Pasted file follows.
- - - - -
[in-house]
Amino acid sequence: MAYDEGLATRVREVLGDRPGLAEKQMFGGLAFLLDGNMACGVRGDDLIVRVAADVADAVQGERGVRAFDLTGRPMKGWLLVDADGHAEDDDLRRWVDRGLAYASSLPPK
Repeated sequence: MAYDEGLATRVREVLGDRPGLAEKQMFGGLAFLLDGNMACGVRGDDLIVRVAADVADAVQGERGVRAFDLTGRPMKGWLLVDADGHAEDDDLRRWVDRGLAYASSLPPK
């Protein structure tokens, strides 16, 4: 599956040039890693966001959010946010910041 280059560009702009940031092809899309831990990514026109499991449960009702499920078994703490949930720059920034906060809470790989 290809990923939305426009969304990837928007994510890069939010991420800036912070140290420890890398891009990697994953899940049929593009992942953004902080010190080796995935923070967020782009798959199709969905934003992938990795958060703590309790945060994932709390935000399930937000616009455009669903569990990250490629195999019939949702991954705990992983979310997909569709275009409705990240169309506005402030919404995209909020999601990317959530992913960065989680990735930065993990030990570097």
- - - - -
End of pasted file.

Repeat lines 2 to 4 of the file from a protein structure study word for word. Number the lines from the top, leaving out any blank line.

Amino acid sequence: MAYDEGLATRVREVLGDRPGLAEKQMFGGLAFLLDGNMACGVRGDDLIVRVAADVADAVQGERGVRAFDLTGRPMKGWLLVDADGHAEDDDLRRWVDRGLAYASSLPPK
Repeated sequence: MAYDEGLATRVREVLGDRPGLAEKQMFGGLAFLLDGNMACGVRGDDLIVRVAADVADAVQGERGVRAFDLTGRPMKGWLLVDADGHAEDDDLRRWVDRGLAYASSLPPK
């Protein structure tokens, strides 16, 4: 599956040039890693966001959010946010910041 280059560009702009940031092809899309831990990514026109499991449960009702499920078994703490949930720059920034906060809470790989 290809990923939305426009969304990837928007994510890069939010991420800036912070140290420890890398891009990697994953899940049929593009992942953004902080010190080796995935923070967020782009798959199709969905934003992938990795958060703590309790945060994932709390935000399930937000616009455009669903569990990250490629195999019939949702991954705990992983979310997909569709275009409705990240169309506005402030919404995209909020999601990317959530992913960065989680990735930065993990030990570097």